Based on the information, you still seem to be able to see your wlan0
Since you can see wlan0 and it is "up", all that remains is to use your network management program to define the access point that you want to use.
Originally Posted by mayor89
I am not familiar with your wireless card or the distribution that you are using. Personally, I like to use wicd as my network manager for wireless connections because I can get it to do what I want it to do. I get frustrated with the GNOME wireless network manager, because it seems to frequently behave similar to the description of what you've given here.
Should your wireless firmware actually be missing or in conflict with something else (such as multiple drivers both attempting to communicate with the network card, that would also exhibit these kind of symptoms, so that's something to diagnose, but not necessarily the cause of your problem, just a factor to eliminate in your problem solving diagnosis.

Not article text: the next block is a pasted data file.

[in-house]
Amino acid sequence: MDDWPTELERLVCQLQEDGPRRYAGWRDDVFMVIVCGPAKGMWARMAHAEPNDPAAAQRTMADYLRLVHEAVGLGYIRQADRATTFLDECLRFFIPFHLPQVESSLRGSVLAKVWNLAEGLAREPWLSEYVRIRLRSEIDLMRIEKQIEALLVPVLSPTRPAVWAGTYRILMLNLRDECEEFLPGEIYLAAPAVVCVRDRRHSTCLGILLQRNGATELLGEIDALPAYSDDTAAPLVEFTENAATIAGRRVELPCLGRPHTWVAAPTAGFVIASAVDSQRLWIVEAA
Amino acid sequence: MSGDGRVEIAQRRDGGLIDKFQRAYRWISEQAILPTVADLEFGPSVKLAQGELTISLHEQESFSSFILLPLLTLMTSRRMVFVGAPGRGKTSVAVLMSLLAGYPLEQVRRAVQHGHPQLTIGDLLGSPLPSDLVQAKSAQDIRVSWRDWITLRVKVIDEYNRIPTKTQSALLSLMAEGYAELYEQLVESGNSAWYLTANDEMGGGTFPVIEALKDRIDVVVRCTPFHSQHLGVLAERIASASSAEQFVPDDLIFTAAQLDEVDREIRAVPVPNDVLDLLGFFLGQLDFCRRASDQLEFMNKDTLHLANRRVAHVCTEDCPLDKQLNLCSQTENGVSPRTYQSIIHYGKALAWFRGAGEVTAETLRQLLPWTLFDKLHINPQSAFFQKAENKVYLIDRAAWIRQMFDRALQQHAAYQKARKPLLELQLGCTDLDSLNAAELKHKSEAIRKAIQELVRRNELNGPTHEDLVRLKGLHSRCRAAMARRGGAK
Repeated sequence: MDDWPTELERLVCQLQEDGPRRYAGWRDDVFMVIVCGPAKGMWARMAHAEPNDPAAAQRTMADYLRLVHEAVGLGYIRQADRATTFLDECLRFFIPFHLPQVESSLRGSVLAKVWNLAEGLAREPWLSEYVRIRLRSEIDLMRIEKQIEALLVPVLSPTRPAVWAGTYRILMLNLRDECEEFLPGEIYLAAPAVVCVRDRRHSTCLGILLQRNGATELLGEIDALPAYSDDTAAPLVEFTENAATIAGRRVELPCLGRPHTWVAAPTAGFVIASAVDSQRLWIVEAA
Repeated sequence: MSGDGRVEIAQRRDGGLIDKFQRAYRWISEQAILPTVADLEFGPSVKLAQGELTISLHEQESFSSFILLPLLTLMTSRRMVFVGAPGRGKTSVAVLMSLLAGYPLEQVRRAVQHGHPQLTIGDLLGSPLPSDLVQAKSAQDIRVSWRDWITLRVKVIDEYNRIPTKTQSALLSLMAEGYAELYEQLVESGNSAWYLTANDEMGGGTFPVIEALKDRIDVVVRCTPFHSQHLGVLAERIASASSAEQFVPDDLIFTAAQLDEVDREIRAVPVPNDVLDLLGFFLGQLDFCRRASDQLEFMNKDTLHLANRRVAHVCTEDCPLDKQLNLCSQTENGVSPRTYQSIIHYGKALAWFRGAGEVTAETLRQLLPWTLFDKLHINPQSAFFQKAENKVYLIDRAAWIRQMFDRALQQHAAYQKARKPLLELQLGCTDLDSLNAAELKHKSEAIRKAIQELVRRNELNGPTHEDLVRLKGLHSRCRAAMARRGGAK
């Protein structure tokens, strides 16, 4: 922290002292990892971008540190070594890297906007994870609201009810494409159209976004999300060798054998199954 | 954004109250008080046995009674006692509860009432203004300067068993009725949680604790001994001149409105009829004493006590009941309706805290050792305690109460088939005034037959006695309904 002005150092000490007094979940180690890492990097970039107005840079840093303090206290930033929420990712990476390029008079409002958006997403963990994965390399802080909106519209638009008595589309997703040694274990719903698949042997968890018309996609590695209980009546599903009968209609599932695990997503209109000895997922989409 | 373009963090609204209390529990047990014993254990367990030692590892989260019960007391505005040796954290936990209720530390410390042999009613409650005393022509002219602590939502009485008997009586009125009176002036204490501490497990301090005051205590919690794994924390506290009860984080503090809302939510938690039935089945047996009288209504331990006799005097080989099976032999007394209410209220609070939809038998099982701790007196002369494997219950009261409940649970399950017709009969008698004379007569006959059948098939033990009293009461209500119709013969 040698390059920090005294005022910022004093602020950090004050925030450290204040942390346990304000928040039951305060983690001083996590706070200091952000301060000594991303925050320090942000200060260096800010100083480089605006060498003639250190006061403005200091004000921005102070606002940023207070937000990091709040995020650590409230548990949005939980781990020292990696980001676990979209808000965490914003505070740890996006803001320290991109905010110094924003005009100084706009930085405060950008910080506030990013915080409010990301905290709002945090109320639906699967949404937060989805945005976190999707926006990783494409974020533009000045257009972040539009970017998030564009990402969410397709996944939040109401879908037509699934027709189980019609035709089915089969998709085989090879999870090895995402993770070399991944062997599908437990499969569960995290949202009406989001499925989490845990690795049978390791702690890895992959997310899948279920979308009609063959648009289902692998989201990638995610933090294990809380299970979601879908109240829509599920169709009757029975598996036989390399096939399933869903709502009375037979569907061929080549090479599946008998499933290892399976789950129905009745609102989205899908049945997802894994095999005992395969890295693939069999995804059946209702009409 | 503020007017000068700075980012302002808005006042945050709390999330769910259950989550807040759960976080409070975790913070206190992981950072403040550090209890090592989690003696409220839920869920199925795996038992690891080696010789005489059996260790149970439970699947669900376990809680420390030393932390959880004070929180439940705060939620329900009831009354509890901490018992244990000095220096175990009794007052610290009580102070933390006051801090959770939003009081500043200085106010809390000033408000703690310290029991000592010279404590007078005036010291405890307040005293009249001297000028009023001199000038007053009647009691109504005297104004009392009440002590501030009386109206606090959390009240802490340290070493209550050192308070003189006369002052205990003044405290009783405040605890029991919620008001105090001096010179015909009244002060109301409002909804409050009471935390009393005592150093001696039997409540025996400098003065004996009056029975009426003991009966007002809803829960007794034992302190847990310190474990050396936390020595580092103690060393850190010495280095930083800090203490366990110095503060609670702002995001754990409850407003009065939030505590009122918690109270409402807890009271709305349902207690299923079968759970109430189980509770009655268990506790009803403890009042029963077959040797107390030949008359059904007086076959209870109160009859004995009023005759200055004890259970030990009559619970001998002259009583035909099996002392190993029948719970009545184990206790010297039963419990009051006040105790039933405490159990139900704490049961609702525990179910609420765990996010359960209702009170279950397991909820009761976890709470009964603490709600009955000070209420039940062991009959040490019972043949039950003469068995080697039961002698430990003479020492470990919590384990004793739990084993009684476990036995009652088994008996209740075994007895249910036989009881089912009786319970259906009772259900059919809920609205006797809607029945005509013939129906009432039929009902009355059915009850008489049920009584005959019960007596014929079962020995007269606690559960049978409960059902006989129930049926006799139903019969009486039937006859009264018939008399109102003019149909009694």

Wireless Tools for Linux has some useful information. So does https://wiki.archlinux.org/index.php/Wireless_Setup and WiFi - Debian Wiki
These may either help directly, or at least point you to some other ideas and some diagnosis techniques. I've used them in the past when I've run into issues. Hope they help you too.